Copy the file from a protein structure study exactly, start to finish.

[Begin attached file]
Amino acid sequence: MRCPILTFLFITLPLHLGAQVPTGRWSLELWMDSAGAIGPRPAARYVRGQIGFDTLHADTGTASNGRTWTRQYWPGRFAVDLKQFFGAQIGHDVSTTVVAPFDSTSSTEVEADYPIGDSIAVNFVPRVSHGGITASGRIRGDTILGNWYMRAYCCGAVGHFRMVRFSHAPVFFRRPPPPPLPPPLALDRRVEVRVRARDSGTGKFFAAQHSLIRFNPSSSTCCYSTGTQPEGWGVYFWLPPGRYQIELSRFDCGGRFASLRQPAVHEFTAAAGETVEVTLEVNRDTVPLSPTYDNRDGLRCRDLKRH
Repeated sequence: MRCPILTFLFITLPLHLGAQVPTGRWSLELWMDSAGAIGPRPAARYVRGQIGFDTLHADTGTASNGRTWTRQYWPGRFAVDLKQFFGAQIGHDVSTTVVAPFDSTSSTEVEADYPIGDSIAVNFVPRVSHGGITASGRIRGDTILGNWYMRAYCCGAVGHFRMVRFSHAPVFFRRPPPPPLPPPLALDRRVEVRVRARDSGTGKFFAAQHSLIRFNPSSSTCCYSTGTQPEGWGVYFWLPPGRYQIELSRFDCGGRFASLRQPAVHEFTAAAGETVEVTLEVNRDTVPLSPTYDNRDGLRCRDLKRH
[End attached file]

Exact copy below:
Amino acid sequence: MRCPILTFLFITLPLHLGAQVPTGRWSLELWMDSAGAIGPRPAARYVRGQIGFDTLHADTGTASNGRTWTRQYWPGRFAVDLKQFFGAQIGHDVSTTVVAPFDSTSSTEVEADYPIGDSIAVNFVPRVSHGGITASGRIRGDTILGNWYMRAYCCGAVGHFRMVRFSHAPVFFRRPPPPPLPPPLALDRRVEVRVRARDSGTGKFFAAQHSLIRFNPSSSTCCYSTGTQPEGWGVYFWLPPGRYQIELSRFDCGGRFASLRQPAVHEFTAAAGETVEVTLEVNRDTVPLSPTYDNRDGLRCRDLKRH
Repeated sequence: MRCPILTFLFITLPLHLGAQVPTGRWSLELWMDSAGAIGPRPAARYVRGQIGFDTLHADTGTASNGRTWTRQYWPGRFAVDLKQFFGAQIGHDVSTTVVAPFDSTSSTEVEADYPIGDSIAVNFVPRVSHGGITASGRIRGDTILGNWYMRAYCCGAVGHFRMVRFSHAPVFFRRPPPPPLPPPLALDRRVEVRVRARDSGTGKFFAAQHSLIRFNPSSSTCCYSTGTQPEGWGVYFWLPPGRYQIELSRFDCGGRFASLRQPAVHEFTAAAGETVEVTLEVNRDTVPLSPTYDNRDGLRCRDLKRH